I have had vision issues all my life and know regular visits to the eye doctor are essential. During a recent visit to my optometrist I asked him to review my article “Vision - Beyond 20/20”. He found it very interesting and shared my concern for children’s vision. I asked if he would share some professional advice for positing on our website. He gladly agreed and sent me following thoughts to share.
“Did you know eighty percent of what a school-age child learns is through vision?
Vision and learning go hand in hand, but reading the small row of letters on a chart at the eye doctor's office or during a school screening does not ensure high academic performance. A person may see 20/20, but that does not tell us how much effort was required for them to see it, how long they can keep it clear and if a person can assign meaning to what he or she sees. Routine eye examinations can be an integral part of a student's success in school because it allows an eye doctor to detect other problems with the visual system that can occur even if a person has 20/20 or "perfect" vision in each eye. Other problems that can occur with the visual system are outlined below.
If a person's eyes are not aligned properly or do not work together as a team it can lead to stress on the visual system, and this can be a hurdle or an obstacle to learning. Some people have a type of eye teaming problem called a strabismus or eye turn, where one eye can turn in, out, up or down constantly or intermittently. A more common eye teaming problem is when a patient's eyes have a tendency to point outward (exophoria) or inward (esophoria). In some cases a patient's eye may even point up or down. Some patient's with eye teaming problems may be helped with prism in their glasses. A prism is a lens that moves the image to where the eyes like to be at rest, this decreases the workload on the visual system. Vision therapy may be helpful depending on the type of eye teaming problem. Vision therapy is a method used to train a person's eye teaming and focusing systems to help someone compensate for the eye deficiencies they may have. Some patient's with a strabismus may benefit from surgery to correct their eye alignment.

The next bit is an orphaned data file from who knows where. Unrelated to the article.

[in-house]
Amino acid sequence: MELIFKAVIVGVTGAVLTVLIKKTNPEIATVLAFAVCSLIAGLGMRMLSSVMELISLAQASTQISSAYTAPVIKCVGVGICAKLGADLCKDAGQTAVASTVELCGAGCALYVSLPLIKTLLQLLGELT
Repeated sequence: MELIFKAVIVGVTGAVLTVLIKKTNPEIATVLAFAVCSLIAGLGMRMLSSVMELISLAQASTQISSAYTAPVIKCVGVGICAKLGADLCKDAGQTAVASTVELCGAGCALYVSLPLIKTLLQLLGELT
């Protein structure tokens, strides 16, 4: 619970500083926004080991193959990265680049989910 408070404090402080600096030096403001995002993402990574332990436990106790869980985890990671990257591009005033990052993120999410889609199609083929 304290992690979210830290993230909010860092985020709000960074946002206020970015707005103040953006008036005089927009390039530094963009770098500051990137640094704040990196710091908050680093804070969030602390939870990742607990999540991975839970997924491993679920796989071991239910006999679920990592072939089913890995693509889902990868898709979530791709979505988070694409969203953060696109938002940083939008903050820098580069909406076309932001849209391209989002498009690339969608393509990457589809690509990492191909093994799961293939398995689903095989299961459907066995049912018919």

Reduced focusing ability is another problem that can be detected by an eye doctor. This eye problem can make reading difficult because reading material may only be clear intermittently. Some patient's focusing systems can fatigue easily or not work as well as expected for their age. These patients can often benefit from glasses that help relax their focusing system and decrease the amount of work their eyes have to do throughout the day. Some patient's with focusing problems may benefit from vision therapy.
Lots of head movement when following a moving target or when reading can be an indicator of an eye-tracking disorder. Eye tracking problems often interfere with reading performance. Vision therapy can be used to improve eye tracking disorders.
If someone has difficulty interpreting what they see they may have a visual perceptual problem. These patients have difficulty interpreting what they see. This problem can be improved with visual perceptual therapy.
All of these problems mentioned above can be detected through routine eye examinations if the appropriate diagnostic tests are performed. This is why comprehensive eye care is important throughout an entire lifetime-for infants, children, teens and adults.”
As the “school” year begins and curriculum and supplies are ordered don’t forget to check off a most important “tool” for success a vision test. As part of our academic diagnostics, BCE Academy offers some instructions for basic developmental vision screening that can be done at home. We also encourage annual professional examinations. When choosing an Optometrist or making an appointment be sure to ask if the doctor will screen for all aspects of vision as my doctor has indicated above.
Good vision essential to academic success. Be sure you students have all that is necessary for success!